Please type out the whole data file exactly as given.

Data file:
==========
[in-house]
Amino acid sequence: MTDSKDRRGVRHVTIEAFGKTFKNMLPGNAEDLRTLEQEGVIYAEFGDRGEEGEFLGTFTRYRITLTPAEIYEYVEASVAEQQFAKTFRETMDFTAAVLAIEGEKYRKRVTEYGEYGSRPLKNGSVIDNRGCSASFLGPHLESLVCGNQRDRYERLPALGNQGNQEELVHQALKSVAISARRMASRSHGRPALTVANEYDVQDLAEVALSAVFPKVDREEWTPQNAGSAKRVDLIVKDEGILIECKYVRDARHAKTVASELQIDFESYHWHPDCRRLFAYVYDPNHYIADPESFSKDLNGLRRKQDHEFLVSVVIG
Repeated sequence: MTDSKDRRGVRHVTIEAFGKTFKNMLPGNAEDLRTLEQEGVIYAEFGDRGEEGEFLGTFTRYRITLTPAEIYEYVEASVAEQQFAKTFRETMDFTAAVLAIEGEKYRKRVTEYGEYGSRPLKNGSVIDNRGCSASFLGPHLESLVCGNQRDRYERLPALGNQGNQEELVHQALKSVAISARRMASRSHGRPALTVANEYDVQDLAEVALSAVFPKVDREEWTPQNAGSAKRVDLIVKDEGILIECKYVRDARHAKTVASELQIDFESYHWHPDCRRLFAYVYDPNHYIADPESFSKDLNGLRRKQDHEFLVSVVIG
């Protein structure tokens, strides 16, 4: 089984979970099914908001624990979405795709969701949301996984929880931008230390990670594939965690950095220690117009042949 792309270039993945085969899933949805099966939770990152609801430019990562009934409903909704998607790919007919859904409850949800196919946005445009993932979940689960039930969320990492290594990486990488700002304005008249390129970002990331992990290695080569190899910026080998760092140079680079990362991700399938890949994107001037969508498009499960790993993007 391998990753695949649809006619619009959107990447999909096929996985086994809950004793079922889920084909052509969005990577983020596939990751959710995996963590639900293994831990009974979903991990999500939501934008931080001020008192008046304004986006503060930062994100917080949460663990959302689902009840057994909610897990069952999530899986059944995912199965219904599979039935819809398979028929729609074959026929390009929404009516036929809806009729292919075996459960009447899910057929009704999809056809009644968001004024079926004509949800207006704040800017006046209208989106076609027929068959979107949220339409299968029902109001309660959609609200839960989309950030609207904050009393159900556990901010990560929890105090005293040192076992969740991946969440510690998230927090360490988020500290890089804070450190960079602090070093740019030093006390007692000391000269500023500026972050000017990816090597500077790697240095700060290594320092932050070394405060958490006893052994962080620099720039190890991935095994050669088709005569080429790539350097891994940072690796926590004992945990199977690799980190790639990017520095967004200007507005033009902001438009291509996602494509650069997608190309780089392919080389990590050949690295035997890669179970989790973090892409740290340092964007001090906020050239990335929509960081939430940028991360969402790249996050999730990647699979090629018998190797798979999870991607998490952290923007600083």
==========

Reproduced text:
[in-house]
Amino acid sequence: MTDSKDRRGVRHVTIEAFGKTFKNMLPGNAEDLRTLEQEGVIYAEFGDRGEEGEFLGTFTRYRITLTPAEIYEYVEASVAEQQFAKTFRETMDFTAAVLAIEGEKYRKRVTEYGEYGSRPLKNGSVIDNRGCSASFLGPHLESLVCGNQRDRYERLPALGNQGNQEELVHQALKSVAISARRMASRSHGRPALTVANEYDVQDLAEVALSAVFPKVDREEWTPQNAGSAKRVDLIVKDEGILIECKYVRDARHAKTVASELQIDFESYHWHPDCRRLFAYVYDPNHYIADPESFSKDLNGLRRKQDHEFLVSVVIG
Repeated sequence: MTDSKDRRGVRHVTIEAFGKTFKNMLPGNAEDLRTLEQEGVIYAEFGDRGEEGEFLGTFTRYRITLTPAEIYEYVEASVAEQQFAKTFRETMDFTAAVLAIEGEKYRKRVTEYGEYGSRPLKNGSVIDNRGCSASFLGPHLESLVCGNQRDRYERLPALGNQGNQEELVHQALKSVAISARRMASRSHGRPALTVANEYDVQDLAEVALSAVFPKVDREEWTPQNAGSAKRVDLIVKDEGILIECKYVRDARHAKTVASELQIDFESYHWHPDCRRLFAYVYDPNHYIADPESFSKDLNGLRRKQDHEFLVSVVIG
């Protein structure tokens, strides 16, 4: 089984979970099914908001624990979405795709969701949301996984929880931008230390990670594939965690950095220690117009042949 792309270039993945085969899933949805099966939770990152609801430019990562009934409903909704998607790919007919859904409850949800196919946005445009993932979940689960039930969320990492290594990486990488700002304005008249390129970002990331992990290695080569190899910026080998760092140079680079990362991700399938890949994107001037969508498009499960790993993007 391998990753695949649809006619619009959107990447999909096929996985086994809950004793079922889920084909052509969005990577983020596939990751959710995996963590639900293994831990009974979903991990999500939501934008931080001020008192008046304004986006503060930062994100917080949460663990959302689902009840057994909610897990069952999530899986059944995912199965219904599979039935819809398979028929729609074959026929390009929404009516036929809806009729292919075996459960009447899910057929009704999809056809009644968001004024079926004509949800207006704040800017006046209208989106076609027929068959979107949220339409299968029902109001309660959609609200839960989309950030609207904050009393159900556990901010990560929890105090005293040192076992969740991946969440510690998230927090360490988020500290890089804070450190960079602090070093740019030093006390007692000391000269500023500026972050000017990816090597500077790697240095700060290594320092932050070394405060958490006893052994962080620099720039190890991935095994050669088709005569080429790539350097891994940072690796926590004992945990199977690799980190790639990017520095967004200007507005033009902001438009291509996602494509650069997608190309780089392919080389990590050949690295035997890669179970989790973090892409740290340092964007001090906020050239990335929509960081939430940028991360969402790249996050999730990647699979090629018998190797798979999870991607998490952290923007600083």